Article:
The rain is crazy. Not as windy as yesterday, when it blew our furniture off the veranda, but crazy nonetheless. I could see it coming, not just your typical clouds stretching to the earth in the distance – I could see the waves of water hitting the ground between the scattered trees, moving closer with every second. It was a race – I wanted to reach the valley, with its low profile and scattered trees, before the storm reached me. I know that in a lightening storm, you’re not supposed to seek shelter beneath a tree. But in my giant Landrover, with its 4.5 foot antennae beckoning to the sky, I don’t like being the only blip on the plains. Logical or not. (Comments from lightning experts welcome.)

And so here I am. Somewhere between cameras L05 and L06, hunkered down as the torrents of water wash over Arnold & me. The endless tubes of silicone sealant have done their job – most of me, and most of my equipment, is dry – there are only two leaks in the roof.

The sky is gray for miles – I am done for the day. It’s only 5pm! In wet season, I can normally work until 7pm, and still prep my car for camping before it’s too dark to see. Today feels like one of those cherished half-days from elementary school – not as magical as a snow day, mind you, but exciting nonetheless. Except I am trapped in my car…

So, with that, I open a beer, shake out the ants and grass clippings from my shirt, and hunker down in the front seat to wait out the rain. And to think. I’ve been thinking a lot about trees lately. Mostly what they mean for the how the carnivores are using their landscape.

See, from the radio-collaring data, we know that lions are densest in the woodlands.  Living at high densities that is, not stupid. But the cameras in the woodlands don’t “see” lions very well.  Out on the plains, a lone tree is a huge attractant.  It’s the only shade for miles, the only blip on the horizon.  All the carnivores, but expecially the musclebound, heat-stressed lions, will seek it out.  In contrast, in the woodlands, even though there are more lions, the odds of them walking in front of the one of 10,000 trees that has my camera on it are…slim.


This map is one of many I’ve been making the last week or so. Here, lion densities, as calculated from radiocollar data, are the red background cells; camera traps are in circles, sized proportionally to the number of lions captured there.  As you can see, the sheer number of lions captured in each camera trap doesn’t line up especially well with known lion densities. Disappointing, but perhaps unsurprising.  One camera really only captures a very tiny window in front of it – not the whole 5km2 grid cell whose center it sits in.  One of my goals, therefore, is to use what we know about the habitat to align the camera data with what we know about lion ranging patterns.  I think the answer lies in characterizing the habitat at multiple different spatial scales – spatial scales that matter to the decision-making of a heat-stressed carnivore who sees blips on the horizon as oases of shade. And so I’m counting trees. Trees within 20 meters, 50 meters, 200 meters of the camera. One tree in a thick clump is still pretty attractive if that clump is the only thing for miles. Once I can interpret the landscape for lions, once I can match camera data with what we know to be true for lion ranging, I can be comfortable interpreting patterns for the other species. I hope.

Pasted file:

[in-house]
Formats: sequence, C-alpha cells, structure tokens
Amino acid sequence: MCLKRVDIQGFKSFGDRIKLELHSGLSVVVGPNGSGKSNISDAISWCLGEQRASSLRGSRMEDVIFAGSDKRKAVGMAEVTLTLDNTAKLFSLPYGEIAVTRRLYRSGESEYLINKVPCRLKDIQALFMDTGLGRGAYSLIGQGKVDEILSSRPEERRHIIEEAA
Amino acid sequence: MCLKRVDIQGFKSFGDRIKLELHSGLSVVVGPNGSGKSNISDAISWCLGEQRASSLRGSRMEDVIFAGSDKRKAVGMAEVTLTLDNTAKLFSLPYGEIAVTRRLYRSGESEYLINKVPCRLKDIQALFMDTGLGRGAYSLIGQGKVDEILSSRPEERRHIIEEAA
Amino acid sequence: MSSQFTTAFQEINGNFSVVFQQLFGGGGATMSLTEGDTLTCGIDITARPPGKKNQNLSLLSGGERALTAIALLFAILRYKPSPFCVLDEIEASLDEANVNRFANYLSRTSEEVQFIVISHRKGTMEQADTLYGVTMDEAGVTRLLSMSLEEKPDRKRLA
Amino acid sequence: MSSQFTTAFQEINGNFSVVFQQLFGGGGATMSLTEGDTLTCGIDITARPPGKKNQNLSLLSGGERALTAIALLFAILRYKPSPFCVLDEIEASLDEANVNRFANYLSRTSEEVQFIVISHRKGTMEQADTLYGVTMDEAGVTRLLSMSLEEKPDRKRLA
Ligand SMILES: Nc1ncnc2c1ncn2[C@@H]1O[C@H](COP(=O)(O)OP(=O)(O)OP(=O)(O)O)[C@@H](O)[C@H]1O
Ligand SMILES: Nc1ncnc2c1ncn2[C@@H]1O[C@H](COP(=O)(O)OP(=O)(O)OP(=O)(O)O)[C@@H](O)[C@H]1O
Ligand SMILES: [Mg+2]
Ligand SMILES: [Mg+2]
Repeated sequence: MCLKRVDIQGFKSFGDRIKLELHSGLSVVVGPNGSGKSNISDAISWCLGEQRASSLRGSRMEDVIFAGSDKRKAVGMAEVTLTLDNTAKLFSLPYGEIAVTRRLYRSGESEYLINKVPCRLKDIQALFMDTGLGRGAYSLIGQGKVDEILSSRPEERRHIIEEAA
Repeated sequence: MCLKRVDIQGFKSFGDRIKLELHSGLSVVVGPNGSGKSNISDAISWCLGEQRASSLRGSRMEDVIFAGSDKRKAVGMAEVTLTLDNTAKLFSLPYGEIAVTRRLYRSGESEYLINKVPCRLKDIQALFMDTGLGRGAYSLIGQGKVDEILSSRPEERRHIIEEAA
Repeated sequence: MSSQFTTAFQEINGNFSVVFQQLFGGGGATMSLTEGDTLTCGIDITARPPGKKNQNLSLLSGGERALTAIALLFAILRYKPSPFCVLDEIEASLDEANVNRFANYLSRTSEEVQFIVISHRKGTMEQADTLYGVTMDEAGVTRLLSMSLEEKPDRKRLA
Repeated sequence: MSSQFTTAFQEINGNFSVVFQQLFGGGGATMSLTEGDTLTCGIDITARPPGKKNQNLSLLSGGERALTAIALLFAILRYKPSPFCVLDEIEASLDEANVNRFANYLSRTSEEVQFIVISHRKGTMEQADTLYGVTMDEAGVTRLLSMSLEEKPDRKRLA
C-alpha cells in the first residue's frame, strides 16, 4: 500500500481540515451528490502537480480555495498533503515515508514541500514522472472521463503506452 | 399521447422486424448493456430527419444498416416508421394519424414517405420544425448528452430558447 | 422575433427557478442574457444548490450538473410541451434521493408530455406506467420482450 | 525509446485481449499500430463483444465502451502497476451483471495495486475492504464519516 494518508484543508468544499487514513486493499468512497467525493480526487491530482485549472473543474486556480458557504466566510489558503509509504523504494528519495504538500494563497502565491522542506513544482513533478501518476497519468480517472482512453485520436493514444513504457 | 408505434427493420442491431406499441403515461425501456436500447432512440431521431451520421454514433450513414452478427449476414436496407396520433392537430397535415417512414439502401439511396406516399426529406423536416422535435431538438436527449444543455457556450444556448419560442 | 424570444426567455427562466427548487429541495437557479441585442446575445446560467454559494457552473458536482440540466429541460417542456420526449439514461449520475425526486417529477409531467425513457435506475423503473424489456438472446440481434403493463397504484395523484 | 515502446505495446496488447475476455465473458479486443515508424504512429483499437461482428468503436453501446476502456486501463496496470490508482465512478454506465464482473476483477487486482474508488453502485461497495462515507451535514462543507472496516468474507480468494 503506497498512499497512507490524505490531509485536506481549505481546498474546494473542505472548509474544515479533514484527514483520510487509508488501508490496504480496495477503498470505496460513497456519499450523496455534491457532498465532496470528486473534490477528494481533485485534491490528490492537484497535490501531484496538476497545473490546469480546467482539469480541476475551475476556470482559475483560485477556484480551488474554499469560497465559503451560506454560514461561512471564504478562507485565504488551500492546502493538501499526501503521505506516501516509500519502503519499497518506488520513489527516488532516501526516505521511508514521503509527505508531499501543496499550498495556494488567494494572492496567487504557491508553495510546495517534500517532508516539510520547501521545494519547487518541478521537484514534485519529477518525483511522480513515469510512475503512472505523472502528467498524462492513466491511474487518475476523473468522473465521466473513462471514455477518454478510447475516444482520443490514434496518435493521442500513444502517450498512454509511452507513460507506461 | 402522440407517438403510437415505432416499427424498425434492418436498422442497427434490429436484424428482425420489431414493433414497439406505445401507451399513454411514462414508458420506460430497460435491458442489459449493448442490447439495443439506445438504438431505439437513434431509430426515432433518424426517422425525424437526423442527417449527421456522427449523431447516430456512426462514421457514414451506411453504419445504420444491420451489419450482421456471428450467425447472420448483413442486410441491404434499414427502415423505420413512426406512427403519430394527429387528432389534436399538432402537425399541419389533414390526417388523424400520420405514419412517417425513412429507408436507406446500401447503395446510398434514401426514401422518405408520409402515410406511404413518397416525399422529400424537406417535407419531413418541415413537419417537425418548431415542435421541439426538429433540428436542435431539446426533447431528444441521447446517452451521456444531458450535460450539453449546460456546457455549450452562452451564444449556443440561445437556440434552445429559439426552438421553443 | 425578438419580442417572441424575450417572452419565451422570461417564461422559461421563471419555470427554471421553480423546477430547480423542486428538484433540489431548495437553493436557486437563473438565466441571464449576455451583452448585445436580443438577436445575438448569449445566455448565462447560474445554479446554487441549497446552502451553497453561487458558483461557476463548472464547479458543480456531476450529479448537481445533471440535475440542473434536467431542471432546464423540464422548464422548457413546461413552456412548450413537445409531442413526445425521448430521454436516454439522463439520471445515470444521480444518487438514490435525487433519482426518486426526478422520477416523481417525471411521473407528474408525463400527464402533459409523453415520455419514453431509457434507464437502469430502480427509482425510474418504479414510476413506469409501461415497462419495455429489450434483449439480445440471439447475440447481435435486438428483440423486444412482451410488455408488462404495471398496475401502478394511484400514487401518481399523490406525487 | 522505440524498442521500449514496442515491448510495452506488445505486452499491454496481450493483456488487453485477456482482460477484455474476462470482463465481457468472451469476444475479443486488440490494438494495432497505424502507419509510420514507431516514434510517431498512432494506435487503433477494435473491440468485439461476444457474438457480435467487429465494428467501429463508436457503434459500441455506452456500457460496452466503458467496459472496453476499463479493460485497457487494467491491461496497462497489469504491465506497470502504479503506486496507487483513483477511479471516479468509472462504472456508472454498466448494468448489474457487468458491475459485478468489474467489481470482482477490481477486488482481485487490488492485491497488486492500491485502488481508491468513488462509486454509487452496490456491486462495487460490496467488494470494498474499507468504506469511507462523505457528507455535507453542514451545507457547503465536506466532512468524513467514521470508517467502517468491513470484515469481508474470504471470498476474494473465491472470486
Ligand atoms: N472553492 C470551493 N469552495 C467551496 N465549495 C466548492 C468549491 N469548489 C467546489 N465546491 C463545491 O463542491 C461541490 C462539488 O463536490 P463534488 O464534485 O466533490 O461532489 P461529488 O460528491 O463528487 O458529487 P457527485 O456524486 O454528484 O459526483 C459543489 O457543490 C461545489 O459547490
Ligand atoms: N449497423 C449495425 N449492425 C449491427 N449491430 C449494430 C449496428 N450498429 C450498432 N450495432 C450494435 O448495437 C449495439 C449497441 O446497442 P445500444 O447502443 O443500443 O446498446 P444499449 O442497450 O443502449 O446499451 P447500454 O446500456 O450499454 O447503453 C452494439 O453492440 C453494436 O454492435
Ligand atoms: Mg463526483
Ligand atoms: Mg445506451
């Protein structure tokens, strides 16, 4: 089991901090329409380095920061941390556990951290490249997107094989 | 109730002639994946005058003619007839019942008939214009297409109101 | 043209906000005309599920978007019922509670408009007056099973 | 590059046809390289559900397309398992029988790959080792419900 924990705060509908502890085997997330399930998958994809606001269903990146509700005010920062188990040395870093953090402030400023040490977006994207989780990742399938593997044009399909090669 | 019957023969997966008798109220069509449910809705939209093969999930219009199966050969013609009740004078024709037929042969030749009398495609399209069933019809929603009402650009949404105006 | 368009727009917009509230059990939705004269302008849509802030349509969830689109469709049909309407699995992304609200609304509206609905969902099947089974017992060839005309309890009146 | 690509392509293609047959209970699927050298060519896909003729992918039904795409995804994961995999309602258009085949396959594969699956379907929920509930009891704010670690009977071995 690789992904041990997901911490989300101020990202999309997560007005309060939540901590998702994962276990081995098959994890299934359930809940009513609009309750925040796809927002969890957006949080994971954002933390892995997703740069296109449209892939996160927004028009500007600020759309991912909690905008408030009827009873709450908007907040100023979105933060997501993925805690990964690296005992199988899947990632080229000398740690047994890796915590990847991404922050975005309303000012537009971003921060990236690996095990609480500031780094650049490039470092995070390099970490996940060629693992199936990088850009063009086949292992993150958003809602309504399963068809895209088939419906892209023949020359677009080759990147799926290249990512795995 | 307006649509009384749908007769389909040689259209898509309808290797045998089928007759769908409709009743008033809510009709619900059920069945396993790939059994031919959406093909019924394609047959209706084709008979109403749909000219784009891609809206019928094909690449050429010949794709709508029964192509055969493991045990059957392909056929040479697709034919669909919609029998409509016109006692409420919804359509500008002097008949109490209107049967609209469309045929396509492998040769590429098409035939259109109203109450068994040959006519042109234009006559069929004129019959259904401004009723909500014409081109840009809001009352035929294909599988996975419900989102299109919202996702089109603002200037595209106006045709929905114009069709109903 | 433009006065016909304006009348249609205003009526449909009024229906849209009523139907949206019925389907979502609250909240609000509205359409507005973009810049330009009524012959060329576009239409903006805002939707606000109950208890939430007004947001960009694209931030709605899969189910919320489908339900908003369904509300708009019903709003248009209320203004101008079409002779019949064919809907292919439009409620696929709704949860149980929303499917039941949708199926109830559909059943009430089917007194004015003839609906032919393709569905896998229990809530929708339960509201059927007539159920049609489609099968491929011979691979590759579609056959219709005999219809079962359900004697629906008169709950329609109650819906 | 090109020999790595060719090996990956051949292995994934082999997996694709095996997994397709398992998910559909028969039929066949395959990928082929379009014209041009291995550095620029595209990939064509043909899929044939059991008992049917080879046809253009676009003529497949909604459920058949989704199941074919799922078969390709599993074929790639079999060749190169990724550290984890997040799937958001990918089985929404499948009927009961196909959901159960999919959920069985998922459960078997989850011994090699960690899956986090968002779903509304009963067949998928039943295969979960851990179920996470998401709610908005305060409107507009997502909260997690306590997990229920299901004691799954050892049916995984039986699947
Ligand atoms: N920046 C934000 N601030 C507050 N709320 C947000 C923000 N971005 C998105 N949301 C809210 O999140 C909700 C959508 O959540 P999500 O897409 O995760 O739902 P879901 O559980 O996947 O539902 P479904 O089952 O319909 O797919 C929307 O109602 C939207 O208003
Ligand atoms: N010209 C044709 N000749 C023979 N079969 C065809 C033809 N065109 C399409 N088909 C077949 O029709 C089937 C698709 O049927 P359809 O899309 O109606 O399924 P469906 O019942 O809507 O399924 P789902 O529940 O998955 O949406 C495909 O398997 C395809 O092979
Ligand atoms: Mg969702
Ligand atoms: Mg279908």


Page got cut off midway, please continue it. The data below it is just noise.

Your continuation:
The rain is letting up now, and it’s getting dark. Time to pack the car for camping – equipment on the roof and in the front seat. Bed in the back. And a sunset to watch with beer in hand.


Tags: , , ,

About ali swanson

I'm an ecologist studying how large carnivores coexist. I spend way too much of my time trying to stop hyenas and elephants from munching my camera traps!

One response to “Trees”

  1. David Bygott says :

    Fascinating to see these data!

    It might make the maps more comprehensible to all if you showed the plains-woodland border, As I recall, very roughly, the top 1/3 and the left 1/3 of the maps are wooded, the rest is open grass with very few trees.

    So your big circles are almost all in open country, from cameras tied to those scarce shade-trees. And more big circles out there in the wet than dry season, presumably because during the rains those woodland-edge prides move out to the plains to hunt migratory prey.

    Modeling this situation to yield pop estimates from these photo captures will indeed be a challenge!

Leave a Reply

Fill in your details below or click an icon to log in: Logo

You are commenting using your account. Log Out /  Change )

Facebook photo

You are commenting using your Facebook account. Log Out /  Change )

Connecting to %s

%d bloggers like this: